SPAR TO BECOME A BETTER FIGHTER
It’s a mistake — a serious one, even though it is understandable — to dismiss prearranged sparring as a sterile, unnecessary aspect of karate training.
I used the word “understandable” because if you don’t have a realistic perspective on the place of prearranged sparring in the dojo, it can seem fake. You bow and take a stance. The attacker issues a strike that you both know is coming, and you respond with a block and counter. Reallife altercations are seldom that neatly arranged. Free sparring seems more spontaneous and natural. There’s no designated attacker or defender, and the participants freely switch roles. It feels more authentic.
To be sure, sparring without a script has some advantages. There are also severe limitations. Stresses introduced by the dangers of free exchanges can lead you to narrow the range of your techniques. You tend to focus on moves with which you’re comfortable. You don’t expand your repertoire. In free sparring, you polish what you’re already competent with and ignore your weaknesses.
In contrast, when the scenario is laid out, when you know what attacks will come and how you’re expected to respond, you can be forced to employ techniques you’d otherwise ignore. You strengthen and broaden your repertoire. Furthermore, within the structure of prearranged sparring, there’s an opportunity to explore many avenues of karate that normally would be closed.
In Japanese, prearranged sparring is called yakusoku kumite. Yakusoku means “agreement.” There are several versions of this, including one-, two- and three-step kumite. An interesting variation is happo kumite. Happo means “eight directions,” but its connotation here is “many.”
HAPPO: Place yourself in the middle of multiple attackers — four is a good number. Begin with clear directions: The first opponent will execute a front kick that you must avoid or
No matter which style of karate you favor, the advice offered here will improve your understanding of your art, not to mention your performance in the dojo. — Editors
When the scenario is laid out, when you know what attacks will come and how you’re expected to respond, you can be forced to employ techniques you’d otherwise ignore.
block, after which you counter. The second opponent proceeds with a face-level punch that you must deal with the same way: block and counter. And so on. Everyone should be clear on the sequence.
The attacks are limited. The responses can be anything you, the person in the center, wish. The second attacker doesn’t begin until the �irst attack and counter are completed. All movements are slow and focused but without power. In a real sense, this is choreography, like rehearsing a movie �ight scene.
Stop there, at that level, and the bene�its of happo kumite are limited. This is only the start, however. Once you have the moves down, speed up the sequences. Attacks should come faster, and the intervals between attacks should become shorter. As soon as you counter the �irst attack, the second one is launched. You’re forced to respond more quickly.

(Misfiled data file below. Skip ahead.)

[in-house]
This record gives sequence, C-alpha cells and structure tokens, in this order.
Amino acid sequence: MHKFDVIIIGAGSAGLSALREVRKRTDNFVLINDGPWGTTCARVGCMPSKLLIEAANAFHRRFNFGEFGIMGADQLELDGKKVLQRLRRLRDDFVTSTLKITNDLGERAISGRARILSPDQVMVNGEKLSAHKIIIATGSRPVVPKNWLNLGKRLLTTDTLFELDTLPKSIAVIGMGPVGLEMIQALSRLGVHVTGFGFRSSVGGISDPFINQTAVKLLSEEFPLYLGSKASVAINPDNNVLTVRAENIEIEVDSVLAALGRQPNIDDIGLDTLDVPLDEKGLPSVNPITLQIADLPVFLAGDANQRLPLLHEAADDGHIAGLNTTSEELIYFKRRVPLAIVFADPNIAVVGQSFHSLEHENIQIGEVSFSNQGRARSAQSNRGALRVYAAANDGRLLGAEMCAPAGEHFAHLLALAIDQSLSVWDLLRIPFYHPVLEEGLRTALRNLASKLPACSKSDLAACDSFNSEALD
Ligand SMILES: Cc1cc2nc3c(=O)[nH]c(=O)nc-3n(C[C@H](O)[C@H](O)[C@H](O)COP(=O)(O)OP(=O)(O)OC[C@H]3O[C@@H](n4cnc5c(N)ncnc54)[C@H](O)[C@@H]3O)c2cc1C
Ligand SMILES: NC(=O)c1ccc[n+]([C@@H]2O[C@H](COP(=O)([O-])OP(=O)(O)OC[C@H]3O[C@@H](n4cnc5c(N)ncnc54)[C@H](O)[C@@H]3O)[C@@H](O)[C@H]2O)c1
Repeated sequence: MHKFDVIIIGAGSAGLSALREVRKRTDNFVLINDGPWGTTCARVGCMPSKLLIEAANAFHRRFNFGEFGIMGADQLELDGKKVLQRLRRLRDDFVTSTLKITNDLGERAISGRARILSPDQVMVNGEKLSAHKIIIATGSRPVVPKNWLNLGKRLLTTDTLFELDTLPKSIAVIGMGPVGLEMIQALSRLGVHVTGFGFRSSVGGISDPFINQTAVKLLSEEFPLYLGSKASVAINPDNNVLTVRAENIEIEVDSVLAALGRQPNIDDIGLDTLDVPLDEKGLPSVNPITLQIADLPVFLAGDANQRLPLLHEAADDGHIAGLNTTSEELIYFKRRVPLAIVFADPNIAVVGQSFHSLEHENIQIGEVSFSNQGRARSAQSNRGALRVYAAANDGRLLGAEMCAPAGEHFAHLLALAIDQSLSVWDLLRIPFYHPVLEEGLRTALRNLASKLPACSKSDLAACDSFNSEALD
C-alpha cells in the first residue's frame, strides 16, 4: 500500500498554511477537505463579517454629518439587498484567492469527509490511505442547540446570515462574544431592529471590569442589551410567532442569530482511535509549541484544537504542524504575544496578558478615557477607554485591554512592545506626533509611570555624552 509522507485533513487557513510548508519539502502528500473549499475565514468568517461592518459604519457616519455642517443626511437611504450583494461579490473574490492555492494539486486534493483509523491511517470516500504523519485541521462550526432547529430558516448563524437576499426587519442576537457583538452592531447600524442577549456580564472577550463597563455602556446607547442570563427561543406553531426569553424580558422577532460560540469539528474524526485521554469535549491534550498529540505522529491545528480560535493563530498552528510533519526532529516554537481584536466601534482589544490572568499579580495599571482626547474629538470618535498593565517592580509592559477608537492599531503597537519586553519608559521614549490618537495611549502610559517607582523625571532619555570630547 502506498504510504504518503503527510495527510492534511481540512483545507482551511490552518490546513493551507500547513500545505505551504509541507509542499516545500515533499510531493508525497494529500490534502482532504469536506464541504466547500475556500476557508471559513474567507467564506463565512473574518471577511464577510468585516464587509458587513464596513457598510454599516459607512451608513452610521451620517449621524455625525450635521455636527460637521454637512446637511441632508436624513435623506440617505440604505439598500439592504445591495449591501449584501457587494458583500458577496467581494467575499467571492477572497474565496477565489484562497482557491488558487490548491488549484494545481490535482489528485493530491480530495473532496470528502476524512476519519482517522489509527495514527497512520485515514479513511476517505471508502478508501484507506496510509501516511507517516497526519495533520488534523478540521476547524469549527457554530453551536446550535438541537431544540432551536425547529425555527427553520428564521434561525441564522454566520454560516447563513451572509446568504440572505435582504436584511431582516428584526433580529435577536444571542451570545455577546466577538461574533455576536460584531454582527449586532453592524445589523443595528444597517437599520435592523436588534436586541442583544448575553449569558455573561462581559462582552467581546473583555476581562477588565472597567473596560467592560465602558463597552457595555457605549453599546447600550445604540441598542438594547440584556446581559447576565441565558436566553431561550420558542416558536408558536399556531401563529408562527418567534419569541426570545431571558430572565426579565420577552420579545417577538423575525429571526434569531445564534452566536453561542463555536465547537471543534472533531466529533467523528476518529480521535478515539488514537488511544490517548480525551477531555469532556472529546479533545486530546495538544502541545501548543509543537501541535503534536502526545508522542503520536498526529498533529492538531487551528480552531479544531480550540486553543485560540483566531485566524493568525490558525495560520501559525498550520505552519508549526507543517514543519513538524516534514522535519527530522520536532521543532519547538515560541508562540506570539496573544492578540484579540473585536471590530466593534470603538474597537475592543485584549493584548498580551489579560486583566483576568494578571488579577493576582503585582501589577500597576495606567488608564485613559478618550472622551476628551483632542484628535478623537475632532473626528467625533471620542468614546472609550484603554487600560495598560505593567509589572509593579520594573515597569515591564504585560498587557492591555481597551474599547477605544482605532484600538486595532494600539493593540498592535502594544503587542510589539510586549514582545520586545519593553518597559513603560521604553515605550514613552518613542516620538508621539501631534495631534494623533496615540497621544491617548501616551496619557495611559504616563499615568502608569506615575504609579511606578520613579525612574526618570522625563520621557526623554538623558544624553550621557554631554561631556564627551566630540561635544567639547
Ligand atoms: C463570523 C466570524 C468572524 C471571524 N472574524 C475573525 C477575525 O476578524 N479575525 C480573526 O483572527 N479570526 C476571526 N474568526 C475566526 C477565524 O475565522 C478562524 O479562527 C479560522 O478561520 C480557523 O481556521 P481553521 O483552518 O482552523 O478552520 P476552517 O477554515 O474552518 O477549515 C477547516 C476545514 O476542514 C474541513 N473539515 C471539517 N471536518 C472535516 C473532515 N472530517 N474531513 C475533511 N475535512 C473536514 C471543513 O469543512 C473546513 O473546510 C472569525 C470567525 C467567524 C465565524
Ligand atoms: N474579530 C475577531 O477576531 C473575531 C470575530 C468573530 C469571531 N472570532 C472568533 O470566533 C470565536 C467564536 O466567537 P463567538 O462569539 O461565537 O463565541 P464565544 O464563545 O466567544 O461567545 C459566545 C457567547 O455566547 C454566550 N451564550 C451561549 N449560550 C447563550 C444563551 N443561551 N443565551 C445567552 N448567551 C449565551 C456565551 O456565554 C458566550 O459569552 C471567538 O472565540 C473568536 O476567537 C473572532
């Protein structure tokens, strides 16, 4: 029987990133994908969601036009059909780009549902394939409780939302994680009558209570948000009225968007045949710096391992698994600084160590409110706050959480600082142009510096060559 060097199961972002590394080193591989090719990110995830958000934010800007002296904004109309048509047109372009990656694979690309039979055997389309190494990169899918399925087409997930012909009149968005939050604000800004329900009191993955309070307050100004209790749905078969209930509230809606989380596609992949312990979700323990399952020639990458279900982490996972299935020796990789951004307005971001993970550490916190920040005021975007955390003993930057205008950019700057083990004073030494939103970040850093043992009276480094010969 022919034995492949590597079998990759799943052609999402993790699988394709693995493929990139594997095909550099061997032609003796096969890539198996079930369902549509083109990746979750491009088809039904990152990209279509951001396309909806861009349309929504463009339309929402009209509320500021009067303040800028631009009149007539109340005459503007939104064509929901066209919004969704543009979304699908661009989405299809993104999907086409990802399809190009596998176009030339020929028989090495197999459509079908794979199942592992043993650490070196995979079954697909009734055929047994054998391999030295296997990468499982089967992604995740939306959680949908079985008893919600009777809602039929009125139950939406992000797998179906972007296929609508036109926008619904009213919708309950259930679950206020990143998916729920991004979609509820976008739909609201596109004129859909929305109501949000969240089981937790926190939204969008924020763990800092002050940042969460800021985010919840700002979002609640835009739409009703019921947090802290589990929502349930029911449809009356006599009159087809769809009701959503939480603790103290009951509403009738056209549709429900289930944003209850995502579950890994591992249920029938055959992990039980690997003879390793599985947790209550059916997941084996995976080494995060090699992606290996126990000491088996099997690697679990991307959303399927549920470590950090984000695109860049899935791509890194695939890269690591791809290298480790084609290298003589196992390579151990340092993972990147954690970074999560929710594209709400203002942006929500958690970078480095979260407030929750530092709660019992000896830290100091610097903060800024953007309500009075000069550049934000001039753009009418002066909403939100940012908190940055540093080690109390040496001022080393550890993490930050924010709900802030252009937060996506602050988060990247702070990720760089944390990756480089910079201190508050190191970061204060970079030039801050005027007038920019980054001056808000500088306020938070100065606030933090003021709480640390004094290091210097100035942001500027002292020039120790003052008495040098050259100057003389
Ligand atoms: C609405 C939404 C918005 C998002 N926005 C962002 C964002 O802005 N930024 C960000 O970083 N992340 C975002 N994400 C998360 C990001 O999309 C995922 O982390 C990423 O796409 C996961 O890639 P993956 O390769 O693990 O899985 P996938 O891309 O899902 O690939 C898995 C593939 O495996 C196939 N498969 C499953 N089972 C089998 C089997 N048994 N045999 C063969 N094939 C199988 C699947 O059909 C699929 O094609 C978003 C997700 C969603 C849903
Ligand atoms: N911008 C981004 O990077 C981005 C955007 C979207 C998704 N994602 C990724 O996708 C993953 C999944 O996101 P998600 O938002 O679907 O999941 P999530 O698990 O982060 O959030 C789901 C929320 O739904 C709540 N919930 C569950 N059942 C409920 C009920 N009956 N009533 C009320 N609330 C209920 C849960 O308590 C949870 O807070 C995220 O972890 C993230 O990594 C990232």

At an even higher level, the attackers choose their own techniques. They also can change up the sequence, varying who attacks �irst so you can never know from which direction the next assault will come.
A bene�it of happo kumite isn’t immediately obvious, but it’s important. The attackers, rather than being just mobile punching bags for you, play an essential role because no matter how good you are, you can be overwhelmed by multiple opponents coming from different angles. If the attackers become thoughtless or too aggressive, they’ll force you to �lail about — or just cower. At this point, you’re learning nothing because you’re not engaging in the training.
If, however, the attackers are participating thoughtfully, they can play a constructive role. They need to graduate their strength and power carefully, pressing you without destroying your spirit or compromising your technique. The attackers need to be constantly engaged, evaluating you, pushing you to improve without going too far. In fact, they can learn as much as you can from this kind of training. They learn to observe, to sense your mindset. Even though the roles of attacker and defender seem at odds, both sides are working together, each learning valuable lessons.
MAKE YOUR BLOCK MORE THAN A BLOCK
Attention! Use extreme caution when attempting this drill.
Begin by having your partner step forward with his right foot while aiming a punch at your chest. Step back with your right foot, taking a left-leg-forward stance. While doing that, use your left arm to make a midlevel block that de�lects his punch to your right. At the same time, pull your right �ist back to your hip. Next, shuf�le forward, maintaining a left forward stance, and deliver a right reverse punch to his midsection.
If you’ve practiced karate for long, you’ve probably worked this combination a thousand times — perhaps so often that it’s hard-wired into you. You don’t normally think about it, but let’s do that for a moment.
Why do you step back? What if you step into the attack? When you step back, the distance is such that your left forearm, in the block, strikes your opponent’s attacking limb along the forearm. This is helpful in training. Forearms are relatively tough, and partners can move back and forth across the �loor striking and blocking. Beginners may experience some soreness and bruises the next day, but more experienced karateka will be �ine.